You have struggled to get things right, but the most head-scratching example was a huge thread involving someone else.
I have noticed that technicians and engineers sometimes like to pass themselves off as scientists, as if science was about using the mathematical and measuring apparatus rather than about the honesty of testing hypotheses and the objectivity of written procedures which anyone can follow to get the same result.
As for your frustration I TOTALLY sympathize!
Oh, the ID engineer population includes people far denser than you. Don’t take that too personally.
I have read Meyer and Behe extensively. I spent about a decade in thrall to their position.
Then I started to read what evolutionary biologists say. I started reading actual scientific papers. It became clear to me that Meyer and Behe, in spite of their sincerity, are quite out of their depth.
There have been a few threads on other forums in which evolutionary biologists, some of whom are Christians, discuss the shortcomings of Behe’s books. Are you interested in reading through those threads, Daniel? I would be happy to provide links if you are.
Delusion is human normal, it can only have anything to do with mental illness in a person who has delusion types which are only encountered in mental illness, including dementia. We all have non-rational epistemologies - even Jesus did - and legion cognitive bias.
If you mean that our understanding is based on our own individual perceptions and interpretations I might agree with you. Films like the Matrix play on this idea but it would appear to be cynical at best. Delusion would seem to imply being fooled or misunderstanding.
The problem that people like Dawkins have is that they refuse to even consider a supernatural notion or the possibility of God so anyone who follows that notion must be deluded, period. We will see and interpret what we want to, It has been said that the same basic principle applies to those who insist that Chance is the only possible driving force for Evolution, for the randomness of the deviations to being in the right place at the right time to exploit what ever advantages nature has given us. Australasia has long been the cited proof as evolution seems to have taken a different track there.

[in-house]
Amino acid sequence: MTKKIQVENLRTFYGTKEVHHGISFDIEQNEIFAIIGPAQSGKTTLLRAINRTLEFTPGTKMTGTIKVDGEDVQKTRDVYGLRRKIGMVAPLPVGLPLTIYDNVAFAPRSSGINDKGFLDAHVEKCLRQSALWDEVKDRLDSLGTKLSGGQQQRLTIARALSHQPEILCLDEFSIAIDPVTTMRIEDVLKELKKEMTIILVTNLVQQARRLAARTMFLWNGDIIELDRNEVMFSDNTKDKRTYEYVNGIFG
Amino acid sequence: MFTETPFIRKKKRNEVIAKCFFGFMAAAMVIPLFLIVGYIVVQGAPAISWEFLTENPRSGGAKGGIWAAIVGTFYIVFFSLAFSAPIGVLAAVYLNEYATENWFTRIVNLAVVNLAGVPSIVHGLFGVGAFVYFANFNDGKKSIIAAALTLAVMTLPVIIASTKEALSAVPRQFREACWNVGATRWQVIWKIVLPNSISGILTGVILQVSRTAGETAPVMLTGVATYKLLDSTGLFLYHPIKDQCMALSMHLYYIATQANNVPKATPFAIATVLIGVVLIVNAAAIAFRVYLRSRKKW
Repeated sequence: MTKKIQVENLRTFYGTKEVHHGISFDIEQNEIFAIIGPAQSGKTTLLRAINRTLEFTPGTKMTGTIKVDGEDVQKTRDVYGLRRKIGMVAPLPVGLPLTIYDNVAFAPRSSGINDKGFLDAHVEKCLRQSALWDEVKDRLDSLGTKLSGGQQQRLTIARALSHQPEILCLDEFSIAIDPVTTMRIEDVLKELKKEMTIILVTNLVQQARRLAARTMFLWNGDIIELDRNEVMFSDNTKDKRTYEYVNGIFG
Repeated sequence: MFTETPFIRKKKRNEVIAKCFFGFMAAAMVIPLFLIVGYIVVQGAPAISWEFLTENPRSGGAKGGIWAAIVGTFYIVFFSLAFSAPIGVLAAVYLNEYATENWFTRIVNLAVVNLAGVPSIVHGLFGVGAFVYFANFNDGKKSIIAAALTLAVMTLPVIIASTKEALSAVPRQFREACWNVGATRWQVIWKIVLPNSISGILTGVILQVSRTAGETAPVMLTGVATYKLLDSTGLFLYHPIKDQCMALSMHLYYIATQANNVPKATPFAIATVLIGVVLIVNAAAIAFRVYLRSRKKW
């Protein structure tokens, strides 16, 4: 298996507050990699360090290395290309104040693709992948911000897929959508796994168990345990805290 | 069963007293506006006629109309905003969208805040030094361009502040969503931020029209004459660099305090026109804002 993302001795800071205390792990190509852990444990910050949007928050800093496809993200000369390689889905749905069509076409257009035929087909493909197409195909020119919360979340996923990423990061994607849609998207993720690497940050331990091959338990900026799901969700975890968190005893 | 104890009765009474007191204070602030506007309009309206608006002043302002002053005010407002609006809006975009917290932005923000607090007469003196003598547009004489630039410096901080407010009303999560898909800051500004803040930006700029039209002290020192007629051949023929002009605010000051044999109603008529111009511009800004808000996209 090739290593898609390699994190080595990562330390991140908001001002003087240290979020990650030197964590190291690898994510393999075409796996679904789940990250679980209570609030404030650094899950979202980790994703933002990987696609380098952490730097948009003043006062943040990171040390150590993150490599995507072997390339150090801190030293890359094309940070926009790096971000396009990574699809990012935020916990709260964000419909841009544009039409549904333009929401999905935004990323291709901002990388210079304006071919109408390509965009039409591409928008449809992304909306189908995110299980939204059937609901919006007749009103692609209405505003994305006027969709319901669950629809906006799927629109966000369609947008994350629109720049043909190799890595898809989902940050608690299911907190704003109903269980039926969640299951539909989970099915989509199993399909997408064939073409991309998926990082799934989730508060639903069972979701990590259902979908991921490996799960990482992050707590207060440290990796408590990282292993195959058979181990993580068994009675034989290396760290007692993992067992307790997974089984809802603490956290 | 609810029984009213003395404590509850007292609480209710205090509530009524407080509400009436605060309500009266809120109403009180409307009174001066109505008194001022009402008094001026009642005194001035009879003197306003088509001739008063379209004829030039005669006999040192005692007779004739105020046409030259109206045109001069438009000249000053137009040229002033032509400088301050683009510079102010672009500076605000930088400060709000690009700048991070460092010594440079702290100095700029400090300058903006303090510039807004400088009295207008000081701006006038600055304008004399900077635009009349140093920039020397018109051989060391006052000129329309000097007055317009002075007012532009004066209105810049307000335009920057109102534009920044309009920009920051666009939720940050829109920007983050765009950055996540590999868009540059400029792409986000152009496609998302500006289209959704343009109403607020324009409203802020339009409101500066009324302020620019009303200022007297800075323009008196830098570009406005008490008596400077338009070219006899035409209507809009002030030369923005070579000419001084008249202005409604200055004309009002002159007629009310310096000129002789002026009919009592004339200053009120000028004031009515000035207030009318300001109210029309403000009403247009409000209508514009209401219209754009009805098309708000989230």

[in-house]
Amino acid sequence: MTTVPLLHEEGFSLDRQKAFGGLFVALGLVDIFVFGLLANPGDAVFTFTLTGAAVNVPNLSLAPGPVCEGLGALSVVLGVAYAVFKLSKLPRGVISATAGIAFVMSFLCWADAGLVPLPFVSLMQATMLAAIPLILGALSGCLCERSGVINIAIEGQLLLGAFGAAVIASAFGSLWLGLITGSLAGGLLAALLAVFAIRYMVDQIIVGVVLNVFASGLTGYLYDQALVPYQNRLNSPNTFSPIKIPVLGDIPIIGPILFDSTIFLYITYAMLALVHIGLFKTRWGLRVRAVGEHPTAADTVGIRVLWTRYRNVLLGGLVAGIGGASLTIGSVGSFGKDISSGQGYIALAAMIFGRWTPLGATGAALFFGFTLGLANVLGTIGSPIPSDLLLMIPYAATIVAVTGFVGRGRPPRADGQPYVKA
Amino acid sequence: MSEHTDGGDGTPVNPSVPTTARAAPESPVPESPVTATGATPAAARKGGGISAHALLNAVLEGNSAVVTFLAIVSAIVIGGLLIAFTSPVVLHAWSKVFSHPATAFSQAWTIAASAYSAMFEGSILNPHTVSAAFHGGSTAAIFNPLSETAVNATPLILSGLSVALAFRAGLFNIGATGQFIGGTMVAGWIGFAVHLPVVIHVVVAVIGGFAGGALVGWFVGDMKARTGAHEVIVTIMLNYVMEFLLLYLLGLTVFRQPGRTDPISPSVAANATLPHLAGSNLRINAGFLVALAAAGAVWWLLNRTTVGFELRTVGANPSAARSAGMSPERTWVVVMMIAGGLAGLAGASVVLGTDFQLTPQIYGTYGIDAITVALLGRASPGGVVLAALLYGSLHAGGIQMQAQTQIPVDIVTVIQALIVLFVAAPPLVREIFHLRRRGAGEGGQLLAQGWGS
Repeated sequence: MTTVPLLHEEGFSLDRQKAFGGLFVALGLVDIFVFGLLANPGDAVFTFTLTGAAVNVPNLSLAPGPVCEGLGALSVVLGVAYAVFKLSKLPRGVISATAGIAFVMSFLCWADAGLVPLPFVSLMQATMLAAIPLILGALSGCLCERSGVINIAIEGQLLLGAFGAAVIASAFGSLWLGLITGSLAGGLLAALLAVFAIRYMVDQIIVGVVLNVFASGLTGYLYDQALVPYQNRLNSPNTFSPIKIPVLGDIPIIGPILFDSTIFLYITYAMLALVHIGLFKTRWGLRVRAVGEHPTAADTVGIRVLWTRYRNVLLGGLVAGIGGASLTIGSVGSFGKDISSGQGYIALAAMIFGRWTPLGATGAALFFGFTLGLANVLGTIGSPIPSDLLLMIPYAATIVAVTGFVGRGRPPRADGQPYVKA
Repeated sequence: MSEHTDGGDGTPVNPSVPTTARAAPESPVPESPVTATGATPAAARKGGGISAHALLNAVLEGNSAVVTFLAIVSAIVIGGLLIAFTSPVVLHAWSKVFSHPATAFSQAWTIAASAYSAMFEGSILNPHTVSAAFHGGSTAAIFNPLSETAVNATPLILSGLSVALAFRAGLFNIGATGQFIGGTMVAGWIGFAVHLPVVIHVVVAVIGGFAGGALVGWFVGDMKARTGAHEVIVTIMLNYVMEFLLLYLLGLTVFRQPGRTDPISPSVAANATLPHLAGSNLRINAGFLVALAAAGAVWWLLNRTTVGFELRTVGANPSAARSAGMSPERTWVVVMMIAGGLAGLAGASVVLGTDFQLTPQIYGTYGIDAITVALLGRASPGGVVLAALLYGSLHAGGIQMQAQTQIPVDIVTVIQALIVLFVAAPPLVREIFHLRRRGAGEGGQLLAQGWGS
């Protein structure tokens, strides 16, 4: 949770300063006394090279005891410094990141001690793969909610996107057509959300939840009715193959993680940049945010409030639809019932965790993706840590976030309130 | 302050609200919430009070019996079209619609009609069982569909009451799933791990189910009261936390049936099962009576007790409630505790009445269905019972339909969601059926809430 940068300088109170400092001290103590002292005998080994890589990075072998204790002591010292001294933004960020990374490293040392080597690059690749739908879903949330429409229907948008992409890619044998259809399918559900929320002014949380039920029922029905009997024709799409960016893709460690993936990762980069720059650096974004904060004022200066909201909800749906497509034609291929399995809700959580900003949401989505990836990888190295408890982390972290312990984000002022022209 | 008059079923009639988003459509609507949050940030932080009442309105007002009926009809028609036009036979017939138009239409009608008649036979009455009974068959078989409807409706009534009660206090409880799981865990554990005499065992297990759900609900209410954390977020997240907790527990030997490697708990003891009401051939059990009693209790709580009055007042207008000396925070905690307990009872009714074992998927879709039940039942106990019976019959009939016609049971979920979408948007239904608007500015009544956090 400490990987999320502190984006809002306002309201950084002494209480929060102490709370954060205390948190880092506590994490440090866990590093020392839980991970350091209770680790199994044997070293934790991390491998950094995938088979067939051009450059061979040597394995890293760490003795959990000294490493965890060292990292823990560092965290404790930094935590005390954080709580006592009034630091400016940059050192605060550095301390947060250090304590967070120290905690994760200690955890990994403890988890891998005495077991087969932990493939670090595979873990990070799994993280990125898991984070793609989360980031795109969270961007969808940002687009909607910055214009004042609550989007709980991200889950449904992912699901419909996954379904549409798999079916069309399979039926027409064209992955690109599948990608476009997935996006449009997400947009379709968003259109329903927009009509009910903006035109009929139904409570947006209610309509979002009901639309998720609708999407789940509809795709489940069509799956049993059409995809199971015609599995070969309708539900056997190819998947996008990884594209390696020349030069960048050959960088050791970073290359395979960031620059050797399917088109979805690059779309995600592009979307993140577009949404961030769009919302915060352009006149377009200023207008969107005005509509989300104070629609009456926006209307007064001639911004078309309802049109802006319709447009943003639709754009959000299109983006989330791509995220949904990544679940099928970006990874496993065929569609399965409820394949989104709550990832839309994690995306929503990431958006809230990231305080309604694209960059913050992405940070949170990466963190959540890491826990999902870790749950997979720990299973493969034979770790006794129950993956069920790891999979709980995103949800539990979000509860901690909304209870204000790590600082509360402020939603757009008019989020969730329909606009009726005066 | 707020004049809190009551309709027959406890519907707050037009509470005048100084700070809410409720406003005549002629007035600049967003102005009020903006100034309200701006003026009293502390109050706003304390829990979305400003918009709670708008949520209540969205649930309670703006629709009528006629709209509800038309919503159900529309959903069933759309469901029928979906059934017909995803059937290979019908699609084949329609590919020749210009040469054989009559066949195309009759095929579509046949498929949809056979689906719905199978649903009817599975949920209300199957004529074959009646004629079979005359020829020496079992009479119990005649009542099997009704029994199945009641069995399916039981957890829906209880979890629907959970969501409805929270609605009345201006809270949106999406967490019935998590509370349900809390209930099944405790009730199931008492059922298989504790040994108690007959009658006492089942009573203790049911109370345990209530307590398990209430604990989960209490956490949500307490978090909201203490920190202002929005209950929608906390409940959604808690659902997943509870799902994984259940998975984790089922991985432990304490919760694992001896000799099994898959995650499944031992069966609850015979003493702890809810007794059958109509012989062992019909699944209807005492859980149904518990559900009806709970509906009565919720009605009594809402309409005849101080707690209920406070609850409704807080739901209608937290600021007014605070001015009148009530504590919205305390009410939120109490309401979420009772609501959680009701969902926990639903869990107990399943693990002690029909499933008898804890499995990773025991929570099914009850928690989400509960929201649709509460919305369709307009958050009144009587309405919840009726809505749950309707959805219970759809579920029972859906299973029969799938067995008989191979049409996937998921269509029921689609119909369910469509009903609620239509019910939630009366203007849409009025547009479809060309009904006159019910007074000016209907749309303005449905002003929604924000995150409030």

Where as it is the inter-relations within both the Individual construction and the Ecosystem at large that point many toward the idea of a creator. Let’s admit it, evidence can be produced for both extremes let alone the proliferation of combinations of them.
I guess the only real question is “what is real?” Then we resort to Sherlock Holmes "what ever is left, that is what we must believe. My experience Is that the existence of God answers too many questions to be ignored or dismissed.
Aye Richard. Our perceptions and interpretations of them in particular are overwhelmingly culturally determined, and what little reason we have is the slave of the passions; we’re a barely rational creature. So being fooled and misunderstanding are utterly normal, in fact standard operating procedure. But we get by.
Dawkins has no problem considering the supernatural, like the rest of us, he never encounters it and never needs it to explain any personal experience or any scientific, historical phenomenon. He’s on perfectly firm ground there. I still desire the supernatural in a best case God and for me there is just enough room for that because of the early Church reacting to the then recent claims of Jesus. And there is all the momentum of my 50 years of belief that’s been 99.9% pruned away. There is nothing in creation that requires divine intervention, but if there is a God, then He is the ground of being. That’s not extreme, it’s just rational. I understand that contemplation of creation naturally leads to imagining supernatural agency, been there, done that. As for what’s real, it’s whatever we subjectively say it is, overwhelmingly based on how we feel. For me the existence of God now raises more questions than it answers, but what’s faith for eh?
That applies to the basics of creation, yes, but it does not take into account the unusual or even the supplicant. I do not think that God “lit the blue touch paper and retired immediately”.
Nice expression Richard. I’m deist but for Jesus and His first couple or three circles. I have one remaining unusual event that leaves me open mouthed. It’s utterly trivial and if it were divine intervention it would reinforce God or someone more local… as the Joker. And it would raise more questions than answers about the nature of God.
I’m not aware of any unusual event or apparent response to supplication that is not explicable by statistical noise. Random grains of wheat in blizzards of chaff like all the cold reading that goes on even in my church. And worse, a miraculous pint of milk claimed to the congregation with clerical endorsement this Sunday. Sigh. All claims of healing don’t break the statistical surface. If God didn’t retire at the ‘beginning’ of eternity, but for incarnation once per inhabited world and immanence and ineffably by the Spirit whilst waiting to transcend us, where, when else does He intervene in the infinite, eternal material?